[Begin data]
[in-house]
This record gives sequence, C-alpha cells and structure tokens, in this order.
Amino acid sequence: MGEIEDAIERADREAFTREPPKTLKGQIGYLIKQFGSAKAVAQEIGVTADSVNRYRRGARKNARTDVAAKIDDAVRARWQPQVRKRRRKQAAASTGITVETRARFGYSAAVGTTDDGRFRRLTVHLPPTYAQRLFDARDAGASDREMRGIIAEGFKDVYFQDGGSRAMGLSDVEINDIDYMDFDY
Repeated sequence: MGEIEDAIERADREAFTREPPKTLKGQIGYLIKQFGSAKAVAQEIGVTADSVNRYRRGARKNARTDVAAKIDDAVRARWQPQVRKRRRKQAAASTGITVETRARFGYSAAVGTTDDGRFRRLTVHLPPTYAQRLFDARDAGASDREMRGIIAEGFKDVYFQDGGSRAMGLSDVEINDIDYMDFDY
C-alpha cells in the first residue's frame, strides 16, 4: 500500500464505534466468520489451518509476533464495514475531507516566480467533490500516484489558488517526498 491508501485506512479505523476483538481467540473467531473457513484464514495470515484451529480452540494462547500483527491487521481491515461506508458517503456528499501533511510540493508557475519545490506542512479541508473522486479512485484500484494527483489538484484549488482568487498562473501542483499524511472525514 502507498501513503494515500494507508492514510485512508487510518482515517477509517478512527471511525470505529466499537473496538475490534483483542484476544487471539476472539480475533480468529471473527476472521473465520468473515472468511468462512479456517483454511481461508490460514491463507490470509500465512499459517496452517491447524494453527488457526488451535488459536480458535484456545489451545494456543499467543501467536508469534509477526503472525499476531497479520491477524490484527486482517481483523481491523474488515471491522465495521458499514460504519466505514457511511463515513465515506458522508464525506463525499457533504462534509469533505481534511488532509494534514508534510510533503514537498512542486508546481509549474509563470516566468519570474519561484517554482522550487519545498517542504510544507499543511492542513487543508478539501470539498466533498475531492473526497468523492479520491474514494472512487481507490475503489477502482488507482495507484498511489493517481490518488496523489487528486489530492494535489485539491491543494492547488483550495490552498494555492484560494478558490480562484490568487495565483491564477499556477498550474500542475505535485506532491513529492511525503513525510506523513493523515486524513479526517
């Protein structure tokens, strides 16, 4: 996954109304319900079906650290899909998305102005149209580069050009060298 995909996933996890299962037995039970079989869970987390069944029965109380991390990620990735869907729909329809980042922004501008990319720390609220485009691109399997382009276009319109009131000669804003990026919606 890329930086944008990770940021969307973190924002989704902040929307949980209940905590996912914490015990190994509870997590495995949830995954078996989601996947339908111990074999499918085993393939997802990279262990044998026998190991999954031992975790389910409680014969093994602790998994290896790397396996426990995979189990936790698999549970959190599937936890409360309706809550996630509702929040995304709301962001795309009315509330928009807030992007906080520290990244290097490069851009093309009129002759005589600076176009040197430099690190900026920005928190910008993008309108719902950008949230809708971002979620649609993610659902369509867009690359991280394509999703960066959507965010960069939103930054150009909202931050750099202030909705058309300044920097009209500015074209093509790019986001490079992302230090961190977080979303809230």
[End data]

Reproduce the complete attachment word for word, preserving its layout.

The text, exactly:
[in-house]
This record gives sequence, C-alpha cells and structure tokens, in this order.
Amino acid sequence: MGEIEDAIERADREAFTREPPKTLKGQIGYLIKQFGSAKAVAQEIGVTADSVNRYRRGARKNARTDVAAKIDDAVRARWQPQVRKRRRKQAAASTGITVETRARFGYSAAVGTTDDGRFRRLTVHLPPTYAQRLFDARDAGASDREMRGIIAEGFKDVYFQDGGSRAMGLSDVEINDIDYMDFDY
Repeated sequence: MGEIEDAIERADREAFTREPPKTLKGQIGYLIKQFGSAKAVAQEIGVTADSVNRYRRGARKNARTDVAAKIDDAVRARWQPQVRKRRRKQAAASTGITVETRARFGYSAAVGTTDDGRFRRLTVHLPPTYAQRLFDARDAGASDREMRGIIAEGFKDVYFQDGGSRAMGLSDVEINDIDYMDFDY
C-alpha cells in the first residue's frame, strides 16, 4: 500500500464505534466468520489451518509476533464495514475531507516566480467533490500516484489558488517526498 491508501485506512479505523476483538481467540473467531473457513484464514495470515484451529480452540494462547500483527491487521481491515461506508458517503456528499501533511510540493508557475519545490506542512479541508473522486479512485484500484494527483489538484484549488482568487498562473501542483499524511472525514 502507498501513503494515500494507508492514510485512508487510518482515517477509517478512527471511525470505529466499537473496538475490534483483542484476544487471539476472539480475533480468529471473527476472521473465520468473515472468511468462512479456517483454511481461508490460514491463507490470509500465512499459517496452517491447524494453527488457526488451535488459536480458535484456545489451545494456543499467543501467536508469534509477526503472525499476531497479520491477524490484527486482517481483523481491523474488515471491522465495521458499514460504519466505514457511511463515513465515506458522508464525506463525499457533504462534509469533505481534511488532509494534514508534510510533503514537498512542486508546481509549474509563470516566468519570474519561484517554482522550487519545498517542504510544507499543511492542513487543508478539501470539498466533498475531492473526497468523492479520491474514494472512487481507490475503489477502482488507482495507484498511489493517481490518488496523489487528486489530492494535489485539491491543494492547488483550495490552498494555492484560494478558490480562484490568487495565483491564477499556477498550474500542475505535485506532491513529492511525503513525510506523513493523515486524513479526517
């Protein structure tokens, strides 16, 4: 996954109304319900079906650290899909998305102005149209580069050009060298 995909996933996890299962037995039970079989869970987390069944029965109380991390990620990735869907729909329809980042922004501008990319720390609220485009691109399997382009276009319109009131000669804003990026919606 890329930086944008990770940021969307973190924002989704902040929307949980209940905590996912914490015990190994509870997590495995949830995954078996989601996947339908111990074999499918085993393939997802990279262990044998026998190991999954031992975790389910409680014969093994602790998994290896790397396996426990995979189990936790698999549970959190599937936890409360309706809550996630509702929040995304709301962001795309009315509330928009807030992007906080520290990244290097490069851009093309009129002759005589600076176009040197430099690190900026920005928190910008993008309108719902950008949230809708971002979620649609993610659902369509867009690359991280394509999703960066959507965010960069939103930054150009909202931050750099202030909705058309300044920097009209500015074209093509790019986001490079992302230090961190977080979303809230």